Risky Decision Making in Methamphetamine Users: The Role of Opioid Blockade
The purpose of this protocol is to learn more about impulsive decision making in people who use methamphetamines. The investigators would like to know if a medication called naltrexone changes how people make decisions. The investigators would also like to know whether changes in decision making can be observed by MRI (magnetic resonance imaging).
|Study Design:||Allocation: Randomized
Endpoint Classification: Efficacy Study
Intervention Model: Parallel Assignment
Masking: Double Blind (Subject, Caregiver, Investigator)
|Official Title:||Risky Decision Making in Methamphetamine Users: The Role of Opioid Blockade|
- Discounting Tasks [ Time Frame: 28 days ] [ Designated as safety issue: No ]Delay Discounting economic task that asks subjects to choose between an immediate reward and a second reward that varies in delay until receipt. Probes the neural mechanism of the effect of endogenous opioid blockade on impulsive choice in MA users.
- Neural Mapping [ Time Frame: 28 days ] [ Designated as safety issue: No ]We expect to identify a map of regions for each component of delay discounting: delay magnitude, reward magnitude and choice. Our preliminary assignment of delay sensitivity to middle frontal gyrus may reflect magnitude sensitivity. This would suggest that discounting (calculation of the value of a delayed reward) is a separate cognitive function from representation of the magnitude of the alternative reward. We expect increased ventrolateral prefrontal and ventral striatal activity with increased immediate reward magnitude in the overall group. We expect increased medial prefrontal activity to scale with decreased delay magnitude, and for dorsal regions (inferior parietal lobule, insula, and dorsolateral prefrontal cortex) to exhibit more activity in Decision trials than No Decision trials.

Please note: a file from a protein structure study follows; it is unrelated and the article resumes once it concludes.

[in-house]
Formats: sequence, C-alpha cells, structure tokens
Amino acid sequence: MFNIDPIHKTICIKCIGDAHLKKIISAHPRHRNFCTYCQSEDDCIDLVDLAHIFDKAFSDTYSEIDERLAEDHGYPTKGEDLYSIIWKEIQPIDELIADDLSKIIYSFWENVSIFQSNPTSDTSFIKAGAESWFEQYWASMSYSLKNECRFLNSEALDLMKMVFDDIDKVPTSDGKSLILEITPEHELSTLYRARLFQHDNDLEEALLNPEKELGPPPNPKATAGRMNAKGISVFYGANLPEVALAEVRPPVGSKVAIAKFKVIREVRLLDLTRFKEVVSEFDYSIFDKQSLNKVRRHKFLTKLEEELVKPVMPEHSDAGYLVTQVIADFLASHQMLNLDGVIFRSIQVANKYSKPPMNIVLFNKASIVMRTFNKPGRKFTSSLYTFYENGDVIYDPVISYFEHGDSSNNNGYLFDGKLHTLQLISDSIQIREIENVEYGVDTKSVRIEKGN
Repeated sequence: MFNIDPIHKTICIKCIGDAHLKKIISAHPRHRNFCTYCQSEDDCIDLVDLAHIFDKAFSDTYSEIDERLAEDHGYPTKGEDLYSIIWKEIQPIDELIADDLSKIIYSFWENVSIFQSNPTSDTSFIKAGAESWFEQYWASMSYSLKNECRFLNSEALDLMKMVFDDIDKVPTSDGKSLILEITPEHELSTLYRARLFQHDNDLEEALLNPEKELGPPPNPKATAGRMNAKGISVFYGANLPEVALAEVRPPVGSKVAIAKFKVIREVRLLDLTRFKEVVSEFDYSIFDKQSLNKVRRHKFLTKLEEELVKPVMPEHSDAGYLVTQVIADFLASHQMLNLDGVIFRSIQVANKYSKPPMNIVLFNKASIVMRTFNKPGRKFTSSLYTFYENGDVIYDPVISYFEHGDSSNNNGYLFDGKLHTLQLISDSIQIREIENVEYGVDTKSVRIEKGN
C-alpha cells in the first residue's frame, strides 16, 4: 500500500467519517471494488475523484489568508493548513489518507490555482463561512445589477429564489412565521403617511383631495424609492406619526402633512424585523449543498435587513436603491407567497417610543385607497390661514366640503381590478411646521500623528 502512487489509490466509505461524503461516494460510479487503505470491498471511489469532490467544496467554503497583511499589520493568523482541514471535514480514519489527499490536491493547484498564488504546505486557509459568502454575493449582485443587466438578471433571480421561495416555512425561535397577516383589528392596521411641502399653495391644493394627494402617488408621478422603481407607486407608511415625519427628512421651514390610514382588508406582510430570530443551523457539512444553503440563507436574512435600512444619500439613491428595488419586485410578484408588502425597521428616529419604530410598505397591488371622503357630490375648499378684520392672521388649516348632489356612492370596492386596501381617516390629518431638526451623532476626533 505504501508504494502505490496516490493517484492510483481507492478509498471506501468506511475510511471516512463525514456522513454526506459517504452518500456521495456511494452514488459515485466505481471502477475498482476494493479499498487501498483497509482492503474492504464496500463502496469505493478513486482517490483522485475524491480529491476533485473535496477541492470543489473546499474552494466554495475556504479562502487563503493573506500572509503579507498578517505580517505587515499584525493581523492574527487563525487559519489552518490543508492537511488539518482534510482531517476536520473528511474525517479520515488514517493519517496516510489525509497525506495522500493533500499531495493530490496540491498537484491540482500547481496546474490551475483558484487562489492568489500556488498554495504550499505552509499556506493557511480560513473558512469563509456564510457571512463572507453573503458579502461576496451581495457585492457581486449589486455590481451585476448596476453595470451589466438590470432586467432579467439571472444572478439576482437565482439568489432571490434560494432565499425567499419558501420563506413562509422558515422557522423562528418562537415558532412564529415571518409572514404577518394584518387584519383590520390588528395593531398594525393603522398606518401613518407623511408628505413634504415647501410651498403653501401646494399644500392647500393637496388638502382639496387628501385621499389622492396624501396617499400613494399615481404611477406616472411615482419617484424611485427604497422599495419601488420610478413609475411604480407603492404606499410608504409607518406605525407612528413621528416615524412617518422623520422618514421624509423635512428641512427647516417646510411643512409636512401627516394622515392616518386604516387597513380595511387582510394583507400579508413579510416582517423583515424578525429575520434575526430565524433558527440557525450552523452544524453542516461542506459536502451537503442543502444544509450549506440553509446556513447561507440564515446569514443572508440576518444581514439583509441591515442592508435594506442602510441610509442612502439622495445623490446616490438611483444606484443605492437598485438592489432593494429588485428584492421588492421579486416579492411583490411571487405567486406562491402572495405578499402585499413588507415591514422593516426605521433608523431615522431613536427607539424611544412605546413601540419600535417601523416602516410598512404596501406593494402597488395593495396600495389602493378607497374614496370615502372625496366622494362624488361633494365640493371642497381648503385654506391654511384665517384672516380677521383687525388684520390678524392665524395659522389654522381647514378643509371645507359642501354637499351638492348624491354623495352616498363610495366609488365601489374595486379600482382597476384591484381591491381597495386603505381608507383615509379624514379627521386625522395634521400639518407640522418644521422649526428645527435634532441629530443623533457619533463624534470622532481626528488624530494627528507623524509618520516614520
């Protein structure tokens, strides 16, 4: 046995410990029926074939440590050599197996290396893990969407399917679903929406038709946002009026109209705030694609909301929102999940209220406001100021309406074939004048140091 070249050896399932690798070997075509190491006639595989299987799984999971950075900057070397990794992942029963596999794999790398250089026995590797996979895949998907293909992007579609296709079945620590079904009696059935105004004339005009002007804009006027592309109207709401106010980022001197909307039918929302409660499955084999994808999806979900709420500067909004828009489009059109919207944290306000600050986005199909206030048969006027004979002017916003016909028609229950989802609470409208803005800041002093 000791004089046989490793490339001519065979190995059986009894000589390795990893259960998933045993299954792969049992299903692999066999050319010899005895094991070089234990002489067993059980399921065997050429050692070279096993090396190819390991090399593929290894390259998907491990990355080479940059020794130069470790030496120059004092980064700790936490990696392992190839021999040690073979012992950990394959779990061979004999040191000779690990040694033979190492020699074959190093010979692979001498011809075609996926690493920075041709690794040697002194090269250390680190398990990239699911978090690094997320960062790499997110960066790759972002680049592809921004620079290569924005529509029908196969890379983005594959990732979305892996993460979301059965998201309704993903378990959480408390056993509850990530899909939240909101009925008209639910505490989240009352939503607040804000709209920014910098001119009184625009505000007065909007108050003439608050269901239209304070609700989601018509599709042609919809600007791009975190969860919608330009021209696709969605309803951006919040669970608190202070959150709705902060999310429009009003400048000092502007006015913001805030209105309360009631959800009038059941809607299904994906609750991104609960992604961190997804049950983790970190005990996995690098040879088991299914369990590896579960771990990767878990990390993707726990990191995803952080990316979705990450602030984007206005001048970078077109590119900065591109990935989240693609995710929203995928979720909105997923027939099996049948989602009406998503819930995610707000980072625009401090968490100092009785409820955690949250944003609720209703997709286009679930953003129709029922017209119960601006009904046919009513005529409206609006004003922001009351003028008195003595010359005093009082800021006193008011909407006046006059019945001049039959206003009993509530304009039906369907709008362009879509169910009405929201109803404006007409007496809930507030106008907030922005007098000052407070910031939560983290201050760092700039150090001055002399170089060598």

- Methamphetamine use [ Time Frame: 28 days ] [ Designated as safety issue: No ]Any methamphetamine use in the 28 days since injection of study drug or placebo, by self report and urine drug screen.
- HIV risk behaviors [ Time Frame: 28 days ] [ Designated as safety issue: No ]Unprotected sex or sharing of needles/works in the 28 days since injection of study drug or placebo.
- Antiretroviral adherence [ Time Frame: 28 days ] [ Designated as safety issue: No ]Any missed doses of antiretroviral medications in 28 days since injection of study drug or placebo, by self-report.
|Study Start Date:||May 2013|
|Estimated Study Completion Date:||January 2015|
|Estimated Primary Completion Date:||January 2015 (Final data collection date for primary outcome measure)|
Experimental: Extended release naltrexone
One dose of intramuscular injection of 380mg extended-release naltrexone.
Drug: Extended release naltrexone
Other Name: Vivitrol
Placebo Comparator: Placebo
One dose of intramuscular injection of placebo.